Where most have funerals, we have celebrations.
After awhile, attending funerals with tiny caskets gets depressing.
When you’re surrounded by childhood cancer you begin to lose count of how many funerals you’ve been to for a CHILD.
I personally have been to more funerals for someone under the age of 18 than I have adults. It’s sickening.
I remember the first celebration I felt completely connected to, my close friend Leah won her fight with cancer and was sent up to heaven.
Her mom put on the most beautiful celebration of life, filled with all the things our Leah loved.
I remember sitting at the church thinking, I’m so happy Cooper has 95% chance of living and I will NEVER have to sit in the front row of a church as the “family” of the person who passed away.
Oh how naive I was.
Years later, I would find myself in the same church in the front row.
How ironic it is that most of the time, our worst fears become reality.
Shortly after Cooper passed my parents decided we would wait a couple weeks to celebrate him. Cooper was very popular, EVERY ONE loved him. We knew it would not be a small affair and wanted to make sure we were ready for the overwhelming amount of people that would attend the ceremony.
Eventually the day came, the guests arrived, and as I stared at myself in my bathroom mirror it dawned on me… here I was curling my hair, putting on water-proof mascara, to celebrate the fact my brother died.
Let that sink in, to CELEBRATE the fact my brother had DIED.
Nothing about this process is normal.
We got in the car eyes full of tears, us five, all wearing Coopers jerseys.
Cooper loved sports and collected sports jersey’s so we encouraged all out guests to wear sports gear as we were wearing his jersey’s.
We pulled out of the drive way and I remember saying aloud, “Were going to celebrate.”
Although none of my direct family was able to speak at the ceremony, I was honored to have been asked by my parents to write a letter on behalf of us five.
It is still the most beautiful piece I’ve ever written, it is also the first time I ever sat down to write.
Cooper is the reason I write, he is the person who showed me a talent I never knew I had, he is the reason I write.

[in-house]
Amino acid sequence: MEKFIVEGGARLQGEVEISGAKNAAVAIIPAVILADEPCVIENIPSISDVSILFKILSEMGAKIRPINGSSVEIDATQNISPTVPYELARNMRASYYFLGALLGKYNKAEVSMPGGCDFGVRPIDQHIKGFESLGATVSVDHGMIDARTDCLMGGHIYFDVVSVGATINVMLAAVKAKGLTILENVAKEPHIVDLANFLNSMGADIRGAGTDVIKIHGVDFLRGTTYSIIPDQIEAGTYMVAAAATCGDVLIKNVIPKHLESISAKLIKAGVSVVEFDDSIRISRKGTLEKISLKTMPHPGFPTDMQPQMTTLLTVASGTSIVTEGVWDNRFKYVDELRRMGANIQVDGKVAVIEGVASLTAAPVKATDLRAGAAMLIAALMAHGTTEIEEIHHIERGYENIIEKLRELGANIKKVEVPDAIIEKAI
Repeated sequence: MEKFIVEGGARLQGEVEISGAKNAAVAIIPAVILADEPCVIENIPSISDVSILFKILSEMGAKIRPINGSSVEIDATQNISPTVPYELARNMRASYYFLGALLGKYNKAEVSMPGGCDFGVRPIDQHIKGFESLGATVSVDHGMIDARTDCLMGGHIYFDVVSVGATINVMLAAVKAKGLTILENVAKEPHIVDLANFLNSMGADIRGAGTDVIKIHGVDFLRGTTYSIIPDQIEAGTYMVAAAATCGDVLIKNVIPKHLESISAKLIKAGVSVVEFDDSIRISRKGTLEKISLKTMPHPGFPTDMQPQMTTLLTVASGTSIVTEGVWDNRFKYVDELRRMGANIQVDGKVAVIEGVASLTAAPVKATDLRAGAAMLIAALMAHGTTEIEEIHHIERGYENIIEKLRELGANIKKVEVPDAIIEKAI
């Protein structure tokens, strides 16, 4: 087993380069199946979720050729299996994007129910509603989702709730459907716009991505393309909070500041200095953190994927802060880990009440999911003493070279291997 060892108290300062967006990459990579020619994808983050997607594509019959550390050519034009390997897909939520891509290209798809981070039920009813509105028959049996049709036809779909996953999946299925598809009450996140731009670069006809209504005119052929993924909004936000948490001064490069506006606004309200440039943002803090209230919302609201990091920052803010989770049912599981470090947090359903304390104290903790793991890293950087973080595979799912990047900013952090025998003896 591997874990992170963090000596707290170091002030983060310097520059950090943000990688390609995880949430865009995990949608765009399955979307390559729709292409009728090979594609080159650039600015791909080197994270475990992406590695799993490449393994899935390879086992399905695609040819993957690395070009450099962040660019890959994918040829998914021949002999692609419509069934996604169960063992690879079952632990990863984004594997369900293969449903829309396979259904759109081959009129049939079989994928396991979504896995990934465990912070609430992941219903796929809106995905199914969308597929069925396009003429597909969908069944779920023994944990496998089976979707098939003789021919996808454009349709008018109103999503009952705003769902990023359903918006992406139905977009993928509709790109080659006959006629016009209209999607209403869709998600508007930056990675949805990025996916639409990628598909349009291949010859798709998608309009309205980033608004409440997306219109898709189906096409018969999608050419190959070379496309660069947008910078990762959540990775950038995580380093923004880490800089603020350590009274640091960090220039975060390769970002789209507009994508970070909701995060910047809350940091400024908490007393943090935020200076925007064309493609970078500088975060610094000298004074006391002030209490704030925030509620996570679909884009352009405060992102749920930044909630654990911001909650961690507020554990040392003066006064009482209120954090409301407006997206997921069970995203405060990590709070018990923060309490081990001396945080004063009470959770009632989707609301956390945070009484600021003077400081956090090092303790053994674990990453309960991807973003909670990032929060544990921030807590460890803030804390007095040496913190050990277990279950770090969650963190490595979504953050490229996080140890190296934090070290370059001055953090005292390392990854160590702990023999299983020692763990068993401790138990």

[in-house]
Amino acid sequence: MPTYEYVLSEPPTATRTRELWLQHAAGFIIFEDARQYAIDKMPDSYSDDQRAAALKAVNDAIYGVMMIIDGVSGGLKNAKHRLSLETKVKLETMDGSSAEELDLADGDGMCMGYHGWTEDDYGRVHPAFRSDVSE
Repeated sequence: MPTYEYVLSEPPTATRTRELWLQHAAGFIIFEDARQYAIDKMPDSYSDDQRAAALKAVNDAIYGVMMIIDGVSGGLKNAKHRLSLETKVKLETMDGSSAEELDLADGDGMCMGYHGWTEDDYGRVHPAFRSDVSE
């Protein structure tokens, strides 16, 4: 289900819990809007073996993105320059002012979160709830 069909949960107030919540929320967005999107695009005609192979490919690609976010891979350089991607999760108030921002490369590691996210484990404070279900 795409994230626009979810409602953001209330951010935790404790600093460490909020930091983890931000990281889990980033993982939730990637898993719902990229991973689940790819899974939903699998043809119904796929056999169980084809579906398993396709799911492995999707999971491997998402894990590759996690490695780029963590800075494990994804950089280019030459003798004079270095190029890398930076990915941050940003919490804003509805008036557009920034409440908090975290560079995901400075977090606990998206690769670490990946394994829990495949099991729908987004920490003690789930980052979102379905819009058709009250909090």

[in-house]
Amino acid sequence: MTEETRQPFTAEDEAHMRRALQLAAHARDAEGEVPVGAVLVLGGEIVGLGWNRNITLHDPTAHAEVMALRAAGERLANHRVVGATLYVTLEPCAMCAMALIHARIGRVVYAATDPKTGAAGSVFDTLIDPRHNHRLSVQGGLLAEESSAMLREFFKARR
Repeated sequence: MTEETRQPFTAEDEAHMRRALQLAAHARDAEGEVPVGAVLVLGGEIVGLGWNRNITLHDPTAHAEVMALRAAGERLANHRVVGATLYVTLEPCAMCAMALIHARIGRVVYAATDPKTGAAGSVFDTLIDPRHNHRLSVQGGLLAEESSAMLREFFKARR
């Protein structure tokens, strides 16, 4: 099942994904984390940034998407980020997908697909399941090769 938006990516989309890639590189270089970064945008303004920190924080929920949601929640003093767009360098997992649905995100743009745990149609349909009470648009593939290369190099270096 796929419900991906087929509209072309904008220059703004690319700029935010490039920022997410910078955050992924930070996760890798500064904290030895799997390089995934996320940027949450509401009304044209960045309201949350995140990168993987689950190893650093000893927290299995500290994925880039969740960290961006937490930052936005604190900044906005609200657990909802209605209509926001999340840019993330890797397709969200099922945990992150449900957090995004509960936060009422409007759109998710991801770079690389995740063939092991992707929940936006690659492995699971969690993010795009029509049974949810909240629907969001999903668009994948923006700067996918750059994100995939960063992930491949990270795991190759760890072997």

Although I do not remember much of the day we celebrated Cooper’s life, I do remember the moment Nate, a childhood pastor of ours, got up and read my letter. It was slightly surreal as he read my words and tears ran down every face in the audience. The moment that service ended, was the moment our new lives began, without Cooper.
Below is a portion of my first piece of writing, dedicated to Cooper and his celebration of life:
“18 years with my Cooper was not enough.
But like David who trusted that God would provide what he needed to beat Goliath, I will trust God, because he promises me I will see my Cooper again.
Paul says, “After that, we who are still alive and are left will be caught up together with them in the clouds to meet the Lord in the air. And so we will be with the Lord forever”
1 Thessalonians 4:17
God used David, an average kid, to rescue his people.
God used my Cooper, to rescue his people too, by showing them that they are redeemed.
God used Cooper to bring together Gods people under one name, Jesus.
I am forever proud of Cooper for the Jesus love he showed every single day of his life.
I am proud to be his sister, to have been able to know him since the day he entered this world has been nothing short of spectacular.
Bubba, I miss you more than any words can explain, more than any tears can express. I miss you yelling at me for singing in the car, I miss you begging me to buy you McDonalds or asking me to pick you up snacks from Target. I miss driving you to your friend’s house; I miss watching you play basketball.
I miss you. That will never change.
Neither will my love for you; my love for you is continuous, Bubba.
Cooper has changed the world and continues too.
My prayer is that you take Coopers legacy and go make a difference in the world, be kind, have grace, and be brave. Be brave to stick up for your beliefs while helping those around you. Cooper left a mighty legacy and it is my mission to continue to live it on, because Cooper would of wanted it that way.
So tomorrow be a David, be a Cooper, in your schools, work places, and homes.
And change the world. “Jesus answered him, “Truly I tell you, today you will be with me in paradise” Luke 22:43
I love you Bubba, Forever Together”
If one thing has come from Cooper’s death it is that my purpose is to live a full life. I am meant to do astounding things, I meant for more, and I have to live my life as such.
If you learn one thing from my writing, I hope it is that life is short.
You are not promised tomorrow. Please don’t waste your days doing things you hate, live a life that you LOVE, with people that you love.
Go out and change the world.
Because let me tell you, even if you only help one person, you’ve changed the world.
I often wonder if Cooper knew what kind of an impact he was making on this world.
I like to believe that in his final days he was sharing with friends and family how to continue his legacy.
I don’t think he directly told me I would be the one to share bits and pieces of his story, I think he is continually nudging me to go out and do the impossible. To share the hard things.
To be vulnerable when it’s uncomfortable for every one else.
To be the one that changes the world by sharing not only his story, but sharing MY story.
Friends, THIS is just the beginning…